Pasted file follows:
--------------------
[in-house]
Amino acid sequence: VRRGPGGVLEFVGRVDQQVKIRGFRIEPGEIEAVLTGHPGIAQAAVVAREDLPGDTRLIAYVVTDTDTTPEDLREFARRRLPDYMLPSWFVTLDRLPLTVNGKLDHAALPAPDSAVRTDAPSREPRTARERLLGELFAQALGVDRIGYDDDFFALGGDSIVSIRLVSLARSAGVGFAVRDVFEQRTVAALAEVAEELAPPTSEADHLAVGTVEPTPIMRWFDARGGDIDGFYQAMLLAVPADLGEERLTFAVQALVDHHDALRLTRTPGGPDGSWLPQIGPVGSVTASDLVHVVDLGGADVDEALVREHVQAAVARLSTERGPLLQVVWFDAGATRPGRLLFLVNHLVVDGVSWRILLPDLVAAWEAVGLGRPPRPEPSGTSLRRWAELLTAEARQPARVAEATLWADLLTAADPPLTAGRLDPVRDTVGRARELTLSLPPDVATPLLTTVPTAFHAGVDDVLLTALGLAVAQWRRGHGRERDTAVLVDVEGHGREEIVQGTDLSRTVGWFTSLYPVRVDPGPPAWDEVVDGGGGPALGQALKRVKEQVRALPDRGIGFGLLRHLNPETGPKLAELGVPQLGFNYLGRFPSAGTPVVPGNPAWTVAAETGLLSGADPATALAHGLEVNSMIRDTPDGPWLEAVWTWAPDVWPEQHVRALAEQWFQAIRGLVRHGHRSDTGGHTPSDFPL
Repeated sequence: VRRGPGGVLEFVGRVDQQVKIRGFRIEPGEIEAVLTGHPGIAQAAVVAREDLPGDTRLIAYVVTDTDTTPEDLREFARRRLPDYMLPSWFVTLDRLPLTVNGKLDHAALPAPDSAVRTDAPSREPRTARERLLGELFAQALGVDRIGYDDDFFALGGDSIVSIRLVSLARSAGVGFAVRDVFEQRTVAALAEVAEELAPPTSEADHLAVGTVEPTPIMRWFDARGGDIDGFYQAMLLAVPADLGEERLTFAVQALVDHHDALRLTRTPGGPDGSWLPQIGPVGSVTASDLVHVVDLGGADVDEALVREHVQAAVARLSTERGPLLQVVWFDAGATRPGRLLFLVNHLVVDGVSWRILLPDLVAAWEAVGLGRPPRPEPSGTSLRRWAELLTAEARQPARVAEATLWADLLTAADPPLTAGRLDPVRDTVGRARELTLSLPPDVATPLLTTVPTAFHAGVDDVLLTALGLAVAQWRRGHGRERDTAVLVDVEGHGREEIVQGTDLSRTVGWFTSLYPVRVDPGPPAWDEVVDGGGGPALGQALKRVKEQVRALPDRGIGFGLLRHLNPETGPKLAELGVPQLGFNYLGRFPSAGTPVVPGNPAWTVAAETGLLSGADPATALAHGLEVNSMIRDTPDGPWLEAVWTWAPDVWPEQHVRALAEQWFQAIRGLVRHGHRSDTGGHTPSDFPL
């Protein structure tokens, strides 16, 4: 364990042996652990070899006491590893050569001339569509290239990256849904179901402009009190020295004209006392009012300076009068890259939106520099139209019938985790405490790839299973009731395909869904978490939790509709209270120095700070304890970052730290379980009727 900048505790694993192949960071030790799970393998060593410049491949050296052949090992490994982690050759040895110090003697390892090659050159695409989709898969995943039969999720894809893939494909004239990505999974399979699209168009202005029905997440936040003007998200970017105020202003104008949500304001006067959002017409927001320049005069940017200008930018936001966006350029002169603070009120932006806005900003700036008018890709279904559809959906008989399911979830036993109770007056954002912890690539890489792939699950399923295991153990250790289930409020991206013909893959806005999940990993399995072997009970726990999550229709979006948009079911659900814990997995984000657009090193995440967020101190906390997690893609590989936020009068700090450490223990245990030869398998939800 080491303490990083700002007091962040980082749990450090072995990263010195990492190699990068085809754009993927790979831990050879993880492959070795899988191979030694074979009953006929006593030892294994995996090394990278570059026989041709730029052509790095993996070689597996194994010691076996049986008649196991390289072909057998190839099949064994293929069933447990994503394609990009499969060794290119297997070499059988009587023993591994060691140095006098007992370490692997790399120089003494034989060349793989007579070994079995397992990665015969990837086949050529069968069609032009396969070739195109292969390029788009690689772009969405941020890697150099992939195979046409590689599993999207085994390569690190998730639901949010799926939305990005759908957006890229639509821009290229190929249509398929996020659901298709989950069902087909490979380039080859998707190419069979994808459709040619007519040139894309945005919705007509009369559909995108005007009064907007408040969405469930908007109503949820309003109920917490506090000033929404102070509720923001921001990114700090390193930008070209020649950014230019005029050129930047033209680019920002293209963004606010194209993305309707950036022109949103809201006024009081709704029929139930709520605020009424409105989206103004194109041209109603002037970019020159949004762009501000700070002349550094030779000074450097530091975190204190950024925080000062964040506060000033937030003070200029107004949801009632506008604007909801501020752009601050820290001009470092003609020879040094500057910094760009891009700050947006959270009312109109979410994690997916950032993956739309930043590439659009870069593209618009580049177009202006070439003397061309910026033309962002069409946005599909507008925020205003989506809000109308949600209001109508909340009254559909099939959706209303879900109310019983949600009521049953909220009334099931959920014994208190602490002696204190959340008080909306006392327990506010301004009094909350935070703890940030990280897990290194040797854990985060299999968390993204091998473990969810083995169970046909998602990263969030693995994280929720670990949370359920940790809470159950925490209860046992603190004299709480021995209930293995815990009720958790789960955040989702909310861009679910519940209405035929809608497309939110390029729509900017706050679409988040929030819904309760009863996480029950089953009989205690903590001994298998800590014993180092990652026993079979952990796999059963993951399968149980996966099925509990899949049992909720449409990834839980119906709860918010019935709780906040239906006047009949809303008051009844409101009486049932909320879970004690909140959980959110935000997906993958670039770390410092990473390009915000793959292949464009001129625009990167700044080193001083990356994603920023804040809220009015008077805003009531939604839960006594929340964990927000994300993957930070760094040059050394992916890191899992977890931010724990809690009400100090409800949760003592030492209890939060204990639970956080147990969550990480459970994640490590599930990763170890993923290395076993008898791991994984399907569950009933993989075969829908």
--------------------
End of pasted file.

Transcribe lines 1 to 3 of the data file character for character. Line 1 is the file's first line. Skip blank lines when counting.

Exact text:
[in-house]
Amino acid sequence: VRRGPGGVLEFVGRVDQQVKIRGFRIEPGEIEAVLTGHPGIAQAAVVAREDLPGDTRLIAYVVTDTDTTPEDLREFARRRLPDYMLPSWFVTLDRLPLTVNGKLDHAALPAPDSAVRTDAPSREPRTARERLLGELFAQALGVDRIGYDDDFFALGGDSIVSIRLVSLARSAGVGFAVRDVFEQRTVAALAEVAEELAPPTSEADHLAVGTVEPTPIMRWFDARGGDIDGFYQAMLLAVPADLGEERLTFAVQALVDHHDALRLTRTPGGPDGSWLPQIGPVGSVTASDLVHVVDLGGADVDEALVREHVQAAVARLSTERGPLLQVVWFDAGATRPGRLLFLVNHLVVDGVSWRILLPDLVAAWEAVGLGRPPRPEPSGTSLRRWAELLTAEARQPARVAEATLWADLLTAADPPLTAGRLDPVRDTVGRARELTLSLPPDVATPLLTTVPTAFHAGVDDVLLTALGLAVAQWRRGHGRERDTAVLVDVEGHGREEIVQGTDLSRTVGWFTSLYPVRVDPGPPAWDEVVDGGGGPALGQALKRVKEQVRALPDRGIGFGLLRHLNPETGPKLAELGVPQLGFNYLGRFPSAGTPVVPGNPAWTVAAETGLLSGADPATALAHGLEVNSMIRDTPDGPWLEAVWTWAPDVWPEQHVRALAEQWFQAIRGLVRHGHRSDTGGHTPSDFPL
Repeated sequence: VRRGPGGVLEFVGRVDQQVKIRGFRIEPGEIEAVLTGHPGIAQAAVVAREDLPGDTRLIAYVVTDTDTTPEDLREFARRRLPDYMLPSWFVTLDRLPLTVNGKLDHAALPAPDSAVRTDAPSREPRTARERLLGELFAQALGVDRIGYDDDFFALGGDSIVSIRLVSLARSAGVGFAVRDVFEQRTVAALAEVAEELAPPTSEADHLAVGTVEPTPIMRWFDARGGDIDGFYQAMLLAVPADLGEERLTFAVQALVDHHDALRLTRTPGGPDGSWLPQIGPVGSVTASDLVHVVDLGGADVDEALVREHVQAAVARLSTERGPLLQVVWFDAGATRPGRLLFLVNHLVVDGVSWRILLPDLVAAWEAVGLGRPPRPEPSGTSLRRWAELLTAEARQPARVAEATLWADLLTAADPPLTAGRLDPVRDTVGRARELTLSLPPDVATPLLTTVPTAFHAGVDDVLLTALGLAVAQWRRGHGRERDTAVLVDVEGHGREEIVQGTDLSRTVGWFTSLYPVRVDPGPPAWDEVVDGGGGPALGQALKRVKEQVRALPDRGIGFGLLRHLNPETGPKLAELGVPQLGFNYLGRFPSAGTPVVPGNPAWTVAAETGLLSGADPATALAHGLEVNSMIRDTPDGPWLEAVWTWAPDVWPEQHVRALAEQWFQAIRGLVRHGHRSDTGGHTPSDFPL